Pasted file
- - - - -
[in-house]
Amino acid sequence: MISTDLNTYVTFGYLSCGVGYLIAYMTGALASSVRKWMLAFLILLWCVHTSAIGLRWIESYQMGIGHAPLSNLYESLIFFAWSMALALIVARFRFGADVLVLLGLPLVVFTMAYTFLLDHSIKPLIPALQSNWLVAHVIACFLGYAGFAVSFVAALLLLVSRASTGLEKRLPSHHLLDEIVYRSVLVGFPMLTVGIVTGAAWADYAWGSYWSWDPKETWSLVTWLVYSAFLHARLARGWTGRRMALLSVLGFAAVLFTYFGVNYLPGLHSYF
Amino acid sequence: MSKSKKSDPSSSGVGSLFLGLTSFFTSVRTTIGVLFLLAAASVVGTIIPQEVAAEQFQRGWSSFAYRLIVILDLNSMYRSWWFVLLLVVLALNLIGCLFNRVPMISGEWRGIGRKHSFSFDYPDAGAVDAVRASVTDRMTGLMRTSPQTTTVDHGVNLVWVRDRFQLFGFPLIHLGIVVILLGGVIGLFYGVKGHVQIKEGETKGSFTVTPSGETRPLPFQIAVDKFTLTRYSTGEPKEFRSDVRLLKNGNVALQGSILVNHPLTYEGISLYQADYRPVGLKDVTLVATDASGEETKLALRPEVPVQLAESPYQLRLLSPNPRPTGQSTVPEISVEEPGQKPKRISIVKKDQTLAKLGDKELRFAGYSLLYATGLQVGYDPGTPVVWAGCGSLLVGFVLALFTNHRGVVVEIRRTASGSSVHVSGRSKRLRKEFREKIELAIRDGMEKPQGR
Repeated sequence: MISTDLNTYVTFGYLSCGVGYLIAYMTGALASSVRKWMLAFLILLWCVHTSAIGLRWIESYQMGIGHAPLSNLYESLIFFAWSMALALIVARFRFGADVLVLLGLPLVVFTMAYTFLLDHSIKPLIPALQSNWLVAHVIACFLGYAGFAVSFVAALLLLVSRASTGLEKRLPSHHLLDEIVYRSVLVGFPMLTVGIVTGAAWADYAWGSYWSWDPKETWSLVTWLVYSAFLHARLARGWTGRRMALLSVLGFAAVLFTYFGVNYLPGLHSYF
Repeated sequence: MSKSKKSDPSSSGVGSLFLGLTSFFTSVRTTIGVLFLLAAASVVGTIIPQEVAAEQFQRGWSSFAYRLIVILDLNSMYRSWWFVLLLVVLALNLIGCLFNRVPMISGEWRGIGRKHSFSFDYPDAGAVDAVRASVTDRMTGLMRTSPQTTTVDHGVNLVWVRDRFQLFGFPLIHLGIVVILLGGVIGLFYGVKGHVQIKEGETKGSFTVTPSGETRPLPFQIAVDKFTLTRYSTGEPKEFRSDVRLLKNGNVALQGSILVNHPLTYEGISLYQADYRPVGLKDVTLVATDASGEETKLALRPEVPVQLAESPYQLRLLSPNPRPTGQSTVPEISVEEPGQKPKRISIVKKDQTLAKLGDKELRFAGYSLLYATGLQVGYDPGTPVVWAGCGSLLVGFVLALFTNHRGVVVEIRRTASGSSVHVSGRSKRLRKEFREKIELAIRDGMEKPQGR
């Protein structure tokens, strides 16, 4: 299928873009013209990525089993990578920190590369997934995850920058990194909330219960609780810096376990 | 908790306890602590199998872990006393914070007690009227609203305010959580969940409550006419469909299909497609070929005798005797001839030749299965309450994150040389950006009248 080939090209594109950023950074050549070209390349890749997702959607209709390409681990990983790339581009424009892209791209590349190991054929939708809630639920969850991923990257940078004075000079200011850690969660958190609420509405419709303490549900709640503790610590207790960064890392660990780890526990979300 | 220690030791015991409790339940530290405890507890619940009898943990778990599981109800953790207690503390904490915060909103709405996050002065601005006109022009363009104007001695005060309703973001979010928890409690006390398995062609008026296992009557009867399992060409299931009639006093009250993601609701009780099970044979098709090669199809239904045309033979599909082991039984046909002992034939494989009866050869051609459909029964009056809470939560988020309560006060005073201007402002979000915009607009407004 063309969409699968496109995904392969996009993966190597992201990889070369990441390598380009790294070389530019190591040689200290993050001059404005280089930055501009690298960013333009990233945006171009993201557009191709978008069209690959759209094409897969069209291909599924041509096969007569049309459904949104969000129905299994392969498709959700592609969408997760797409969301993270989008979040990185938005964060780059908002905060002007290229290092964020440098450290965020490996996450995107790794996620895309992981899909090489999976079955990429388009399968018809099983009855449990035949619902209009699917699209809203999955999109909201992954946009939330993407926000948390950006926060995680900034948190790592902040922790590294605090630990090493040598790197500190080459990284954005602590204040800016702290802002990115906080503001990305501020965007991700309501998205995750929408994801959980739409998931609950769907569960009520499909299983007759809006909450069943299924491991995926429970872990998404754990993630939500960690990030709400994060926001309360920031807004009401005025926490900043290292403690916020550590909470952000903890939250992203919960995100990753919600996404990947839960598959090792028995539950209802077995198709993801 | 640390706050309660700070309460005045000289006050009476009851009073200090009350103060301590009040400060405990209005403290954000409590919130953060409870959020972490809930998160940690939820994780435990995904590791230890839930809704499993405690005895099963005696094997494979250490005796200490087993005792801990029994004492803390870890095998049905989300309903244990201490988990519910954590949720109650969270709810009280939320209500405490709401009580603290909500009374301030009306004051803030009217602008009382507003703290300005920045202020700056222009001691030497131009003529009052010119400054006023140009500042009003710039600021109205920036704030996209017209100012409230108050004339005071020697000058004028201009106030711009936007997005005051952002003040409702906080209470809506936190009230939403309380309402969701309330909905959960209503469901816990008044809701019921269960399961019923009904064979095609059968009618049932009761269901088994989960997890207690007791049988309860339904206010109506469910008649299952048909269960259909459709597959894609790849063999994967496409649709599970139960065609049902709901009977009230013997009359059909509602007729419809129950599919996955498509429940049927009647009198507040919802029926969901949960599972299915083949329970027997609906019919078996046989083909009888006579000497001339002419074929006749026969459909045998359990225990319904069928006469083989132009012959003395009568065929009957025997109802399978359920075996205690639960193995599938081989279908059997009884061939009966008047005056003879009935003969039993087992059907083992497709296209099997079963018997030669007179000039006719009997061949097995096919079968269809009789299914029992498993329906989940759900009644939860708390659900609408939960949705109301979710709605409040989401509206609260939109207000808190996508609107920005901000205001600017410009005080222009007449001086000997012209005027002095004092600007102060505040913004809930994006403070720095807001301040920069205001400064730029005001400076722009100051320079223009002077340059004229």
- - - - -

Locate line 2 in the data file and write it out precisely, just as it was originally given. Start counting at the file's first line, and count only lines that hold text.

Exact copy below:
Amino acid sequence: MISTDLNTYVTFGYLSCGVGYLIAYMTGALASSVRKWMLAFLILLWCVHTSAIGLRWIESYQMGIGHAPLSNLYESLIFFAWSMALALIVARFRFGADVLVLLGLPLVVFTMAYTFLLDHSIKPLIPALQSNWLVAHVIACFLGYAGFAVSFVAALLLLVSRASTGLEKRLPSHHLLDEIVYRSVLVGFPMLTVGIVTGAAWADYAWGSYWSWDPKETWSLVTWLVYSAFLHARLARGWTGRRMALLSVLGFAAVLFTYFGVNYLPGLHSYF